I finally got off my duff and put a review of my Cobra Tourer together. Hope this helps you guys.
This has been my first season kayak fishing. I have chosen the Cobra Tourer instead of going with a Cobra Navigator/Explorer. I recognize the Cobra Tourer is a more advanced kayak but I knew I would be staying with the sport for a very long time. Eventually, I would have outgrown the Navigator/Explorer and would have needed to move up to a faster kayak. In the areas that I fish, I typically cover several miles in a day in addition to the trolling I do back and forth trying to scare up some fish.
My impression of this kayak is very positive. I am by nature a very cautious person and have found the Tourer sufficiently stable for all to fish that I have caught this year (largest about 7-8 lbs.). On occasions, I have leaned over the side the little too much or I have taken a wave broadside that resulted in a scare, but I have not flipped yet (touch wood). I have taken waves about 2 1/2 feet over the side and been in white cap situations with pretty big rollers (see other post from Stan) and the kayak has performed well. Maybe the kayak is more stable than my nerves will allow it to demonstrate (read: chicken s4it, but alive
), but I have gotten a lot braver than when I started.
The speed of my Tourer is in a class by itself. I have developed a more aggressive paddling style and this kayak can generate all the speed that I need. Currently, I am using the small touring paddle and I need to move up to a larger blade because the small paddle gurgles as I pull the blade through the water. Maybe I have bad technique, but I will work on that in 2003. This yak picks up speed very quickly and the glide is incredible! This yak will creep up on a blitz extremely well without you having to paddling up to the edge of the feeding fish like some of the wider kayaks. In light chop, you will have some hull slap, but I'm not sure that I have lost any fish as a result of it.
One thing that I don't like about the boat is that without a rudder, it takes several sweeping strokes in order to begin to turn/correct the kayak once you are up on speed. This is understandable because the kayak is 15 feet long. On the other hand, this kayak tracks very well in smooth conditions. Although the yak has very sleek lines and has a very low profile on the water, the kayak does have a tendency to exhibit weather c0cking and the waves if it rolls the yak around, it can affect your tracking. This hooking is present on all yaks, and the Tourer is not different. That is where a rudder comes in handy. Do yourself a favor and get the rudder if you buy this kayak!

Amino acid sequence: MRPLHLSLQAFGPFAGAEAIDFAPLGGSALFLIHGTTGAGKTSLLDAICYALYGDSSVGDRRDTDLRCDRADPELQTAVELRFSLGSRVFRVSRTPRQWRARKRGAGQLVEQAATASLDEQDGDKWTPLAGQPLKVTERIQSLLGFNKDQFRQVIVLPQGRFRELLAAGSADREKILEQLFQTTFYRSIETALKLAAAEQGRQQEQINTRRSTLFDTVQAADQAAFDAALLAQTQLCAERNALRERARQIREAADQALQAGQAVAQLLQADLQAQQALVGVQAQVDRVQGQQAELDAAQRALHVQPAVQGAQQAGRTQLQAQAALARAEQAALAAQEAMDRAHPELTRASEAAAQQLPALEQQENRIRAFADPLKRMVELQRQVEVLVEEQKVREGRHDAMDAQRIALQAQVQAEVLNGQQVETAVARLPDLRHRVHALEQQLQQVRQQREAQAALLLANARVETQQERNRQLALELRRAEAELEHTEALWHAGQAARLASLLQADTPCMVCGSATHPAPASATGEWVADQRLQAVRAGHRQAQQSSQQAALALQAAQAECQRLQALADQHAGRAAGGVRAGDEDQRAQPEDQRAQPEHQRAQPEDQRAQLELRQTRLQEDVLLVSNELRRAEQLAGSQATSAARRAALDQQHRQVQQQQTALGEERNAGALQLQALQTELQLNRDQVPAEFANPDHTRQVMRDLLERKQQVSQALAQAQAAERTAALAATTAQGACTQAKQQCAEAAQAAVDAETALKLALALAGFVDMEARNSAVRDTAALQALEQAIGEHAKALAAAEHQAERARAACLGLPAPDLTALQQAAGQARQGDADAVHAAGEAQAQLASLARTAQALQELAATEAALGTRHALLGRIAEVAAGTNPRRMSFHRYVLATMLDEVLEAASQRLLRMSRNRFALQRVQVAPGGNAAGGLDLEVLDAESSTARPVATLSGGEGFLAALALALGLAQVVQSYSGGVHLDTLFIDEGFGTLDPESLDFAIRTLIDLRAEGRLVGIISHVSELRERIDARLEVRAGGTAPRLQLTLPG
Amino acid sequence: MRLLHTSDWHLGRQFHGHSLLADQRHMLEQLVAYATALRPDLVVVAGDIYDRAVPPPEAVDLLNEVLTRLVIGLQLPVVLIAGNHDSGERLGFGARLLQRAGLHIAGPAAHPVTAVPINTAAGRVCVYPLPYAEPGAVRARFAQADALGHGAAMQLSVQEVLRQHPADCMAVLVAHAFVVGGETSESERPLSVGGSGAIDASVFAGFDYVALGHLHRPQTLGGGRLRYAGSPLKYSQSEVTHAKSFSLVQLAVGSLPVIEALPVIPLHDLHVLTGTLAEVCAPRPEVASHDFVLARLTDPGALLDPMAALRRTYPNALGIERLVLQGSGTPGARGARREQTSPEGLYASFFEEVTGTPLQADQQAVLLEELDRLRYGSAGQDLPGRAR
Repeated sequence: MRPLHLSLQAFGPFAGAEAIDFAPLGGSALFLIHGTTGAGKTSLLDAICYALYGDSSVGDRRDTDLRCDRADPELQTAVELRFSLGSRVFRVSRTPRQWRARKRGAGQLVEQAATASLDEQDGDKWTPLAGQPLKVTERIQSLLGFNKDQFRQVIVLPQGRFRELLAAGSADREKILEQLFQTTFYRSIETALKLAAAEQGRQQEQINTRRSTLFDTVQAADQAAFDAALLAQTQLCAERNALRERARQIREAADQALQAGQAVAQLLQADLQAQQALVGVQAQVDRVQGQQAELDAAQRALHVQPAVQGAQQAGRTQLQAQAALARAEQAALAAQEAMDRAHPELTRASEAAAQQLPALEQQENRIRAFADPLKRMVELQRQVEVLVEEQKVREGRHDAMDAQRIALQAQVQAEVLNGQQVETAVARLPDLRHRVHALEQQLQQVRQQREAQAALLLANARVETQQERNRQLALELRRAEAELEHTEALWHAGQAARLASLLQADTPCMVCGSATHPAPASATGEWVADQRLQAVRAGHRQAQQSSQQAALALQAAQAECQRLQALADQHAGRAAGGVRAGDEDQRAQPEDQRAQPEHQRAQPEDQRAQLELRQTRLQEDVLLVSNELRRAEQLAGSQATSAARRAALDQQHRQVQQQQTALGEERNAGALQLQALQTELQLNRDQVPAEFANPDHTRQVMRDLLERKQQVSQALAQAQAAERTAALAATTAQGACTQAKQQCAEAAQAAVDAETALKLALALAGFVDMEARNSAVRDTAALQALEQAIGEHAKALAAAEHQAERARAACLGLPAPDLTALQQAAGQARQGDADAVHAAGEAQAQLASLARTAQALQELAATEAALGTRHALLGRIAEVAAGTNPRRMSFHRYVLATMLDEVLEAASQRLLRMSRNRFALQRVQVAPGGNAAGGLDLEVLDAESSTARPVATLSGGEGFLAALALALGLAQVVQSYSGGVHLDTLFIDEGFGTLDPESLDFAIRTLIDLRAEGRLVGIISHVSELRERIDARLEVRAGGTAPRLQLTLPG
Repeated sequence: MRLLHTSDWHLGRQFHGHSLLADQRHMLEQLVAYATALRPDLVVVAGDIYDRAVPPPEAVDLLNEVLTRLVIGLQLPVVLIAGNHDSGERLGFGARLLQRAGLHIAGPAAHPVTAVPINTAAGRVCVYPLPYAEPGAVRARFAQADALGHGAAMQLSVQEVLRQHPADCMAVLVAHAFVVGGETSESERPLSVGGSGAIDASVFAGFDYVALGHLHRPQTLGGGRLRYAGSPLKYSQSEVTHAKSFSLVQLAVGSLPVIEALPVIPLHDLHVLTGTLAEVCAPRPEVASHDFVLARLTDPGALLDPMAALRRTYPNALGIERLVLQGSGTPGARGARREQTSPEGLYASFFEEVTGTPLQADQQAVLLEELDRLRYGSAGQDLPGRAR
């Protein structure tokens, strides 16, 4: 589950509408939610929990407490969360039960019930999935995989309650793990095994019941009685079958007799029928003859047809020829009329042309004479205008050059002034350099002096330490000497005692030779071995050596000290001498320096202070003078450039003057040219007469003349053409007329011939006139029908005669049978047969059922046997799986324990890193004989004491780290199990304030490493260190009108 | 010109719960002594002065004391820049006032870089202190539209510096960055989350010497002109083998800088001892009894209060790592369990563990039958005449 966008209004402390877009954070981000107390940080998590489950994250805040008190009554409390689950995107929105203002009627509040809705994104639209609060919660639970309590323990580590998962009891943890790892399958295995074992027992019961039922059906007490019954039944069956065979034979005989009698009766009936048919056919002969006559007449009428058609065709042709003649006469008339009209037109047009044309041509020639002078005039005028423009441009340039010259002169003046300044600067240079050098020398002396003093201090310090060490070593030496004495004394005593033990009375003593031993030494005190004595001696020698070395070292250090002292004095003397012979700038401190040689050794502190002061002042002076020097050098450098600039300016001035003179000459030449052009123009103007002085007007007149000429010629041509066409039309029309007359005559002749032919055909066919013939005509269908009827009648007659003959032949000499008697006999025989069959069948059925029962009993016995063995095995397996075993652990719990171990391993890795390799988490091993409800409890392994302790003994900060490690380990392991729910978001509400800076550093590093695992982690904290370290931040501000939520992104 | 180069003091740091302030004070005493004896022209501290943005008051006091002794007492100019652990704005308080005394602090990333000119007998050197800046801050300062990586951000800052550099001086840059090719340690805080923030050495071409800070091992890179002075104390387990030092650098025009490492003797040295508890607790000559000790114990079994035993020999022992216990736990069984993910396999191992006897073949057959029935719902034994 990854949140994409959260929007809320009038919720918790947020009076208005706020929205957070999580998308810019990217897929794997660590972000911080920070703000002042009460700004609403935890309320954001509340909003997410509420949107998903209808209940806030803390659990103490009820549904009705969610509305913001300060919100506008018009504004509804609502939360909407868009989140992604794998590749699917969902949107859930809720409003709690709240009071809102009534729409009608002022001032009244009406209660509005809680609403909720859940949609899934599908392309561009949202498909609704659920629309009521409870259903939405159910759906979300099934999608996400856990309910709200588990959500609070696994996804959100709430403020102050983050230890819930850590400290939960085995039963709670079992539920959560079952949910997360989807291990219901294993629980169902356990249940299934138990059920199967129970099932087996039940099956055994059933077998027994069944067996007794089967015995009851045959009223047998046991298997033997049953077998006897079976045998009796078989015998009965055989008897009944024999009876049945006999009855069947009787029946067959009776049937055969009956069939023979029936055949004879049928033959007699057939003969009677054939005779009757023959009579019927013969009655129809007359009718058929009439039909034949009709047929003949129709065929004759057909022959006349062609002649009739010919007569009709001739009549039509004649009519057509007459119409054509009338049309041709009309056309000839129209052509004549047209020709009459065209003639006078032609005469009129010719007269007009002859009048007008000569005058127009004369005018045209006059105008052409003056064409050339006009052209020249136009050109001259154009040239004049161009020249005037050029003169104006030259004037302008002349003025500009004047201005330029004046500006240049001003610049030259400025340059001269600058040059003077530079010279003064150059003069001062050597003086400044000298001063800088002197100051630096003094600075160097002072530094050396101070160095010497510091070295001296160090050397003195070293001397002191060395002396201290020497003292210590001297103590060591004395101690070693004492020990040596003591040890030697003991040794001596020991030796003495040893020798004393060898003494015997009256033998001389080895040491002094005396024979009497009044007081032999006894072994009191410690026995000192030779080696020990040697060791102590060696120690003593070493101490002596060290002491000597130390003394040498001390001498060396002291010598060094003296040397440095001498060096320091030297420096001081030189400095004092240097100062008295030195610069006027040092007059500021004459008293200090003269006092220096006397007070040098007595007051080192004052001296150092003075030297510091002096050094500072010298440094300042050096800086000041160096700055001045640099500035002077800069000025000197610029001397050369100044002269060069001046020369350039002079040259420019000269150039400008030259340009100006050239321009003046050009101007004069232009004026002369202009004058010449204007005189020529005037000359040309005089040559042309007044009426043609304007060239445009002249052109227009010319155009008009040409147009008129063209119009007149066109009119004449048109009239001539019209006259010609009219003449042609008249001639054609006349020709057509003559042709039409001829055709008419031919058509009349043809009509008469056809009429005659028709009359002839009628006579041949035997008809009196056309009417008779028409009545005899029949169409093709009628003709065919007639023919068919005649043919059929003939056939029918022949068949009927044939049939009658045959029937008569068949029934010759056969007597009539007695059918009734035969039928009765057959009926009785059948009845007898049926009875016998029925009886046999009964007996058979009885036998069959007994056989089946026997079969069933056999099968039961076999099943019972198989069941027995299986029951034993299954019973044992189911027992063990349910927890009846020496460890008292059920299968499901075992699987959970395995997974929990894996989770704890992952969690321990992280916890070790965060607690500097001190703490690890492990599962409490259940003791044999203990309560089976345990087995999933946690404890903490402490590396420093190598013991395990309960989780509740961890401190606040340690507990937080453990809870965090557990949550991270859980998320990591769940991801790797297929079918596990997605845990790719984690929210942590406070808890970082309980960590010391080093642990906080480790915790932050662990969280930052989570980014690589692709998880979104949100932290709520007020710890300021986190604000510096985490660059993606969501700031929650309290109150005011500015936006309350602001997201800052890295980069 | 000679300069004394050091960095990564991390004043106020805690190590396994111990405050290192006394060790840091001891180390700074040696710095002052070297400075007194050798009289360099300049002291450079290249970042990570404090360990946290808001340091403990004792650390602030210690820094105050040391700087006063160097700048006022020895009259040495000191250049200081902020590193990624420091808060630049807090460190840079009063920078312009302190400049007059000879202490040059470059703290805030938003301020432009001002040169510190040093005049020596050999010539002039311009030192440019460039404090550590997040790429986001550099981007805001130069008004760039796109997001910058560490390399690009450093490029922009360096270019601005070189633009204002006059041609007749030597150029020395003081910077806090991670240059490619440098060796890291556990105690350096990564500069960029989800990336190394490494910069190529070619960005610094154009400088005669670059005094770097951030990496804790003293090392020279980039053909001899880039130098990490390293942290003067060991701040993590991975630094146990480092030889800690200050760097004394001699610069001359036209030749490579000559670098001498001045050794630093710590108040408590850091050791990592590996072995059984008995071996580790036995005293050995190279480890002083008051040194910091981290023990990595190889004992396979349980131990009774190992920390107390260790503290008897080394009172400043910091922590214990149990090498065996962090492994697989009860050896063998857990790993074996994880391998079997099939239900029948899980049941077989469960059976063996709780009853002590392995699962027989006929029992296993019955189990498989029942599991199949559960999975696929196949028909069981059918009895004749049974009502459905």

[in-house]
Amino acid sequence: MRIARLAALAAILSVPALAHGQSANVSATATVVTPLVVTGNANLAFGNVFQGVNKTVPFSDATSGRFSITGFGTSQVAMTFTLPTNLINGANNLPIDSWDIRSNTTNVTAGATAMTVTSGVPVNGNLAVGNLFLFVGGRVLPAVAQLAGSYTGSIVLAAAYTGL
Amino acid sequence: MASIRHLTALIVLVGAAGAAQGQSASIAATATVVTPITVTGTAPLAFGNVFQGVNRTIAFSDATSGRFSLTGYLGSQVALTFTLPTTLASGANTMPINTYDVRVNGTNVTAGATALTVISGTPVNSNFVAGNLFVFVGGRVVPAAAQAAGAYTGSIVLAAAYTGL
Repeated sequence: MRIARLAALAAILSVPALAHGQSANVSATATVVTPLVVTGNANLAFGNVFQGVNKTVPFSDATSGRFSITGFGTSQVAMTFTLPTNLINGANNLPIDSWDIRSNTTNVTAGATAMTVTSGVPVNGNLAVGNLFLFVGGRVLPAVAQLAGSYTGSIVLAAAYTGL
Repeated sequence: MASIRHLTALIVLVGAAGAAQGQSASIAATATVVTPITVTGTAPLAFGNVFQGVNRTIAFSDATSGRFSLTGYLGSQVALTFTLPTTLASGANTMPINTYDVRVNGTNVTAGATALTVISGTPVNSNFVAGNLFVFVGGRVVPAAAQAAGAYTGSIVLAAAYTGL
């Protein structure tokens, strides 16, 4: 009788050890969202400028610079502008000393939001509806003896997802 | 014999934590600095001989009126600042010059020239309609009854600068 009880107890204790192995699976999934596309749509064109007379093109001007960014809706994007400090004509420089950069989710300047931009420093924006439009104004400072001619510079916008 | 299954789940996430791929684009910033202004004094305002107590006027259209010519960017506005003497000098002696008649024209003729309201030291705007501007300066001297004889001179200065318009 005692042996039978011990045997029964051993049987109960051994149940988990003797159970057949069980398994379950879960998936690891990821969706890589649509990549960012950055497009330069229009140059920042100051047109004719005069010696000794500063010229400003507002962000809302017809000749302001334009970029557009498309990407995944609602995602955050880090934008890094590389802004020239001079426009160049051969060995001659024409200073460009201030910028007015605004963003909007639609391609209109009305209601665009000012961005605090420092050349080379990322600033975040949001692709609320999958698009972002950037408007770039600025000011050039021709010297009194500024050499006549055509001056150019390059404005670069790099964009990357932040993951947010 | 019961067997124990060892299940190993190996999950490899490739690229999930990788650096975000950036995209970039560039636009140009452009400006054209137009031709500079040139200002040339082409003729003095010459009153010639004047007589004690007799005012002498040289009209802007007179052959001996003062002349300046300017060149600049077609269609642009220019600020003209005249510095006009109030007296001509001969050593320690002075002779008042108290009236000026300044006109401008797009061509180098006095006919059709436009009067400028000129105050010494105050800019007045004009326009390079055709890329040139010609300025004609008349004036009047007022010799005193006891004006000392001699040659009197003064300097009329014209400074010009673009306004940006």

Storage inside this 15 ft. kayak is wonderful! With the A Hatch in the front, I can slide my two-piece paddle and a rod down the center rib, two runs along either side of the c0ckpit, with room to spare for a dry bag containing a change of clothing and a small tackle box. The hatch is pretty well forward on the yak and I have not built up the nerve to try and shimmy up to open it while on the water, so I ask my yak buddy to get whatever it is I need. The tankwell can fit a large milk crate along the top edges leaving enough room for your anchor and other stuff including fish to slide underneath and be covered/retained. The 10 inch hatch on the center rib is large enough for you to have access to a small tackle box/lure box via your internal pulley system. The nylon bag that comes with the 10 inch hatch is sufficient for me to have my scupper plugs, stringer, rod tethers, snacks, lunch, phone, keys and wallet.
I am 5'11" with 30" inseam and I am on the second to last foot well. Room for taller guys if needed. Seating is contoured but hard on my bony a$$. You need to get the inflatable seat cushion (aka, blow up air pillow) and your tush will allow you to fish ALL DAY LONG without any problems! Ride is a little wet around the foot wells, but not much water elsewhere. Get scupper plugs if you want all dry. BTW, the yak with my hatches weigh about 56 lbs with some stuff inside (50lbs bare) and is the lightest in it class/size range. Handling is a little cumbersome cause of the length, but even with my rubberband arms, I can press it over my head and heave it onto my SUV.
Did I forget anything? Let me know.